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Intermittent Fevers

day, fever, intermission, paroxysms, disease, patient and irregular

INTERMITTENT FEVERS - The great distinction of this class of fevers is their perfect in termission. All fevers are liable to exacerbations ; and the remis sions were considered in former times, no less essential than any of the other symptoms, such as hot skin, quick pulse, &o. They are now regarded rather as accidental, and dependent on extrane ous causes, than as belonging to the necessary effects of the fever itself', when it comes under any of the classes already enumerated. But when complete intermission occurs, and when the patient for a long time feels tolerably well during the interval, the type of fever is wholly different. The history is, therefore, one of the most important guides to diagnosis. If a patient be seen just as the cold stage is passing away and the hot one commencing, during the first paroxysm, or if he have not sufficient intelligence to have marked the succession of its stages in a previous one, there is nothing to distinguish it from simple fever. The cold stage is more marked, and the heat of skin is out of proportion to the duration of the attack, and to the appearance of the tongue ; but this is not sufficient to distinguish it from the incur sion of eruptive fever, or of some inflammation, until profuse perspiration follows and the complete intermission arrives. The absence of the special indications already pointed out, and of local pain, probably contradict such an idea ; and we then inquire into the possible causes of the attack, and especially the exposure to local malaria in ague districts.

The rigor is generally intense, and the perspiration profuse— such, indeed, as are never met with except in deep-seated suppu ration ; and if there be no history of any serious derangement of health, which would of necessity accompany previously existing disease of any internal organ, there need be little doubt of the nature of the case. These symptoms are soon followed by com plete intermission ; and, finally, the recurrence of the attack, after a longer or shorter interval, makes up the entire history of the disease.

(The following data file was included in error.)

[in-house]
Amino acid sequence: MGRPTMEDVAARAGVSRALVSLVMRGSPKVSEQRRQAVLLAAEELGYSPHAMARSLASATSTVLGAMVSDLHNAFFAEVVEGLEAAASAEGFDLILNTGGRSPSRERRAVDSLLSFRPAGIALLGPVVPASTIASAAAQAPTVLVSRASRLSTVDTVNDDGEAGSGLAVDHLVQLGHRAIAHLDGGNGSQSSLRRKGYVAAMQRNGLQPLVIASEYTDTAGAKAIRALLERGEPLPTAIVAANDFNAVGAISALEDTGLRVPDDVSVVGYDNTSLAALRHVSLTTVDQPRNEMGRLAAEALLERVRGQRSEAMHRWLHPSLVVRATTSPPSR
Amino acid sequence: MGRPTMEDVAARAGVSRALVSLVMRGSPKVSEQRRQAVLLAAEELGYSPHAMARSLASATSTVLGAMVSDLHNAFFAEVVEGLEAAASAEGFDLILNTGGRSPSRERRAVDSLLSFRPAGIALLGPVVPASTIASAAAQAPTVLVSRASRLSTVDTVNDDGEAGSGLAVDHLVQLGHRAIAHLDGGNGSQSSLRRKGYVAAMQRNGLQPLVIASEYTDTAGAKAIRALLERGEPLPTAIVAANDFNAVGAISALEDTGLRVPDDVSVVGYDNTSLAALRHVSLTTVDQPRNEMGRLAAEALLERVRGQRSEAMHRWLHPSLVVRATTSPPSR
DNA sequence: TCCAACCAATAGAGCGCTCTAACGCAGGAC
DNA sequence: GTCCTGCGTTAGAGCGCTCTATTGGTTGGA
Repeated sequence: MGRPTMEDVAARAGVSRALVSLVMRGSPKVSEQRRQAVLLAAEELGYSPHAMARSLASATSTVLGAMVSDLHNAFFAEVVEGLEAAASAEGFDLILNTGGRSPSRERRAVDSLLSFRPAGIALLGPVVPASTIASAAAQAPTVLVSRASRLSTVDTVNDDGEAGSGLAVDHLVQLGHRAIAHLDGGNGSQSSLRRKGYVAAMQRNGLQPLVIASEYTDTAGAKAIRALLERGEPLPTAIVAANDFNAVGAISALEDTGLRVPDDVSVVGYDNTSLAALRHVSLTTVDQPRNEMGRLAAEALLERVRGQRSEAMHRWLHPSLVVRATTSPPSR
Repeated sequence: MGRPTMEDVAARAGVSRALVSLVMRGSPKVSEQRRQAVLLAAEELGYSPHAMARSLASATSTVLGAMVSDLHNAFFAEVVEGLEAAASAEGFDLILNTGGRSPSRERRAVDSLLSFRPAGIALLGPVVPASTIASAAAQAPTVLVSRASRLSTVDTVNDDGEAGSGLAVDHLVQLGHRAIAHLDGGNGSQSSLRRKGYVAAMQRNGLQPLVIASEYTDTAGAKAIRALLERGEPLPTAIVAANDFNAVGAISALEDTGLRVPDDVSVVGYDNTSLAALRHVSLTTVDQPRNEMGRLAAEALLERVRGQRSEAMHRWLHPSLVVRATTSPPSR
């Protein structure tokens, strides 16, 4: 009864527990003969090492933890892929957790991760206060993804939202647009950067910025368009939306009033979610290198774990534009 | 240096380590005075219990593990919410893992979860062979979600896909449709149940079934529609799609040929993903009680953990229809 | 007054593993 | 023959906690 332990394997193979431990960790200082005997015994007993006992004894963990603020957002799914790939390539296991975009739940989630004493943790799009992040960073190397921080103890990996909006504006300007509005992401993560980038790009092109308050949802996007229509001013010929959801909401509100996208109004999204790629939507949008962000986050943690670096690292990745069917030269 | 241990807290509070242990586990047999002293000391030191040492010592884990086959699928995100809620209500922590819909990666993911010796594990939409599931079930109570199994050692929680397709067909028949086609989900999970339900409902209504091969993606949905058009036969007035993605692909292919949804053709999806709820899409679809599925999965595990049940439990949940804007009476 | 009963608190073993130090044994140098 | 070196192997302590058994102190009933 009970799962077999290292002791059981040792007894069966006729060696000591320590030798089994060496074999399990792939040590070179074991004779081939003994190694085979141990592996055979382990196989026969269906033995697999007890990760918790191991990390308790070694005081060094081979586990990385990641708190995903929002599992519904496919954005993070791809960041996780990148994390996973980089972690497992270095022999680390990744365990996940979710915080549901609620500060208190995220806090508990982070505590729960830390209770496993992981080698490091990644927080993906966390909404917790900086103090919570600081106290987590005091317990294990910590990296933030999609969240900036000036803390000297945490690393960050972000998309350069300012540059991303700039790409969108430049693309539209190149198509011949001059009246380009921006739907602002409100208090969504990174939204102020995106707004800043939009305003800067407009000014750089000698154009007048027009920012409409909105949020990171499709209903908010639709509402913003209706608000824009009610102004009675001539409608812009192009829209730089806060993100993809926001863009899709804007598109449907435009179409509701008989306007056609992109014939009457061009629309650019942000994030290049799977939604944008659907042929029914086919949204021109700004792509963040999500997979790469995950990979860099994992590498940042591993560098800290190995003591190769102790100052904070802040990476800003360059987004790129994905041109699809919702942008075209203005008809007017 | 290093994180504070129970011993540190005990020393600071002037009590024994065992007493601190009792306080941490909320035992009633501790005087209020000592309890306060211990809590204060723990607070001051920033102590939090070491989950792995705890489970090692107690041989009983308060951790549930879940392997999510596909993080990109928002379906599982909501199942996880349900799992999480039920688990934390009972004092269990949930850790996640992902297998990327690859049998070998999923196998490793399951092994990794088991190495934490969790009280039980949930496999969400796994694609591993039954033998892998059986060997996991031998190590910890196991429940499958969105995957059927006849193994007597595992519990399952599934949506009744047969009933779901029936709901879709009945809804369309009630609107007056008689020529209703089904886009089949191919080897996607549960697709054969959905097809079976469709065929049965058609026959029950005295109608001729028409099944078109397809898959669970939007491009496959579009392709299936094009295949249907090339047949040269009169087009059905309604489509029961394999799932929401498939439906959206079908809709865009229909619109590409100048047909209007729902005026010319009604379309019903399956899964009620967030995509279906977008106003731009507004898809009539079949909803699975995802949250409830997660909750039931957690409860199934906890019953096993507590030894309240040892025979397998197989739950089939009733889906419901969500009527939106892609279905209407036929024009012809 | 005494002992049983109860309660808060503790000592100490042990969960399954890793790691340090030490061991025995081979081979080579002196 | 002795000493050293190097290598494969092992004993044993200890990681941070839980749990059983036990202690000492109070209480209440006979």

The completeness of the intermission, the disappearance of everything like fever in these cases, deserves especial observe. tion ; because it forms the most trustworthy evidence of the true nature of the disease. Delusive hopes, and perhaps mischievous treatment, are not unfrequently based upon intermissions which have an appearance of regularity, but are incomplete in other characters. The intermittents of the tropics do not so invariably

follow this description ; but in this country, except the patient be worn down by oft-repeated paroxysms, I think it extremely dan gerous in diagnosis to admit that any fever belongs to this class, simply because the remissions assume some regularity of type. The paroxysms in ague may recur at nearly the same time next day, when it is called quotidian ; on the third day, tertian ; or on the fourth day, quartan. These are all regular intermittents; and an approach to regularity in the period of recurrence is the rule in the greater number of cases. Occasionally an appearance of irregularity is produced by anticipation or postponement of the paroxysm ; the former in the commencement, the latter in the decline of the disease : the rigor begins half an hour or an hoar earlier or later on each recurrence. Another cause of an appear ance of irregulafity is the existence of what is called double-ter tian : the paroxysms on the first and third day begin at the same hour, but on the second day the rigor comes on at some dilferent period ; and this is again repeated on the fourth day : it thus simulates an irregular quotidian. The curative treatment is now so quick and efficacious in the early period, that opportunities are seldom offered in this country of studying such phenomena.

Sometimes the paroxysms recur at such irregular intervals that the disease must simply be called an irregular intermittent. These cases are rare ; and wIten they supervene on previous dis order, the possibility of deep-seat suppuration must be con sidered and the judgment held in suspense, until their distinct recurrence on one or two occasions, and the condition of compa rative health and freedom from disorder &fling the intermission, relieve the mind from such an apprehension. On the other hand, when serious derangement of health has preceded the first shiver ing, irregular paroxysms are most probably caused by suppura tion ; and when the patient continues ill during the interval4 this probability amounts almost to certainty, even when we cannot make out its exact se-at.